Monika Gabriela Bartoszewicz stated that democracy celebrates the people as the true sovereign, but at the same time, elections are mass phenomena that turn democracy into a beauty contest due to mass media, social networks, and other related phenomena.
Finally, Bartoszewicz said that populism is based on the lack of trust in the established elite and the idea of political representation. She asserted that political legitimacy is becoming more polarized between the establishment and populist movements. The professor suggested that populism will continue to be present, but its form may change, including the superficial adoption of the populist style by establishment politicians.
“The last point about future populism? Will it stay with us? Yes, it will. But if you think about it, consider also populist appropriation. And by this, I mean that the populist style is adopted by establishment politicians such as Georgia Meloni”.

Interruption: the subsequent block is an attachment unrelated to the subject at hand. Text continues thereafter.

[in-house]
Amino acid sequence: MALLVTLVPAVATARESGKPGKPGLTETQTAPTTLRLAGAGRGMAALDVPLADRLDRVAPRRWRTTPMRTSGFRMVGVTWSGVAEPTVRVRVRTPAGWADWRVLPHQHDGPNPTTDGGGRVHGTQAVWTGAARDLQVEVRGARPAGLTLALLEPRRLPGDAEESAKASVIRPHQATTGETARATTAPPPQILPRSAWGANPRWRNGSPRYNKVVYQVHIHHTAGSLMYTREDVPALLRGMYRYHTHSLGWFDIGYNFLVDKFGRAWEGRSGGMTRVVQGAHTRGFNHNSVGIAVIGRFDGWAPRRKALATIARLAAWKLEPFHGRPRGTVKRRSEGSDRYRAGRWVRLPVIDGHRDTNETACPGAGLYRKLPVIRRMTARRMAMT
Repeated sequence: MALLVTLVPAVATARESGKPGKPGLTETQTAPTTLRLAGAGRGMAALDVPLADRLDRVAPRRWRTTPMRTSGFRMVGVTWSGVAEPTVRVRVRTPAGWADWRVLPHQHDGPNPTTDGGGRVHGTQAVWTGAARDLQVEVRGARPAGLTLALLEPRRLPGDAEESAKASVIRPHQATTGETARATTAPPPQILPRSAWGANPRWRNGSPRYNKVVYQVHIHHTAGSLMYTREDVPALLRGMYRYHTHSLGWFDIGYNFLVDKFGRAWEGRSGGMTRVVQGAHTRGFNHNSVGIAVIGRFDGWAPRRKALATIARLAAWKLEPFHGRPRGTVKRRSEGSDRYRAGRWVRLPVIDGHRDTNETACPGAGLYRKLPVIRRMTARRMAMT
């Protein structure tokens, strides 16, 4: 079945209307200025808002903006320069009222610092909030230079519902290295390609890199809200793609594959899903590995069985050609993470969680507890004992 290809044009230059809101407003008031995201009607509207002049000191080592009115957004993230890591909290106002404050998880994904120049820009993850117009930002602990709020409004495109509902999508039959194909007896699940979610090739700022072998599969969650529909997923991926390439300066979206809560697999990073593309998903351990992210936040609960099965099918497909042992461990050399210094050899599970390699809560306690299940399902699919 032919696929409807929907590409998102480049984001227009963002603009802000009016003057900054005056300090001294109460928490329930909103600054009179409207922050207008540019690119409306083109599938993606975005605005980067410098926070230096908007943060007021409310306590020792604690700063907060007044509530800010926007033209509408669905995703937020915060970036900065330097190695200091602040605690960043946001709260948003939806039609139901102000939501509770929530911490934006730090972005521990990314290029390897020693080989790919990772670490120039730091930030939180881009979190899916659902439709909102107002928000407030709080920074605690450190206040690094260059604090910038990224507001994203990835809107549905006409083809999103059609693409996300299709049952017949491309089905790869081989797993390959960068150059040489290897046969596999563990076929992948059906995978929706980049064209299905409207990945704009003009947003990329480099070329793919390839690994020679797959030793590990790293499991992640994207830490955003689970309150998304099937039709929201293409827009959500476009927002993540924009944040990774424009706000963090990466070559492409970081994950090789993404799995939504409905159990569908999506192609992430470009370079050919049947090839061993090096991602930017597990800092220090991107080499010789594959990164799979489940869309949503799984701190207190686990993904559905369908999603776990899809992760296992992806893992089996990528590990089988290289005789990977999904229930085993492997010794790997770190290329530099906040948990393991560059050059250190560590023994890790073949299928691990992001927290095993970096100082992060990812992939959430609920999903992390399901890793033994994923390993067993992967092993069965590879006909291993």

Jeremy Stubbs simplified the political landscape using three terms: populism, wokeism, and neoliberalism. He visualized these ideas as a circle divided into three halves. Populism is defined as national populism based on distrust, destruction, deprivation, and dissent. Wokeism represents an alliance between diverse groups, united by their opposition to a common enemy, often represented as a heterosexual white male. Neoliberalism ranges from globalists to advocates of capitalism, with varied interests and agendas.
Jeremy Stubbs journalist; author, deputy editorial director, Causeur Source: MCC Brussels Twitter

Jeremy Stubbs journalist; author, deputy editorial director, Causeur (Source: MCC Brussels Twitter)

Likewise, Stubbs talked about the fragmentation between populisms, such as what is happening in France with Marine Le Pen and her recent rival, Eric Zemmour. He talks about how Le Pen’s party has been demonized and criticized over the years, but in recent years, it has tried to moderate and be more of an establishment party, even if it remains populist in some respects. However, Reconquete (Zemmour’s party) has wanted to distance itself with a more “macabre” and anti-establishment vision.
“Mr Zemmour and Reconquest are basically saying we’re still pretty devilish, we’re still pretty diabolical, we’re still a bit, you know, odour of sulphur. We have that distinction,” concluded Jeremy Stubbs.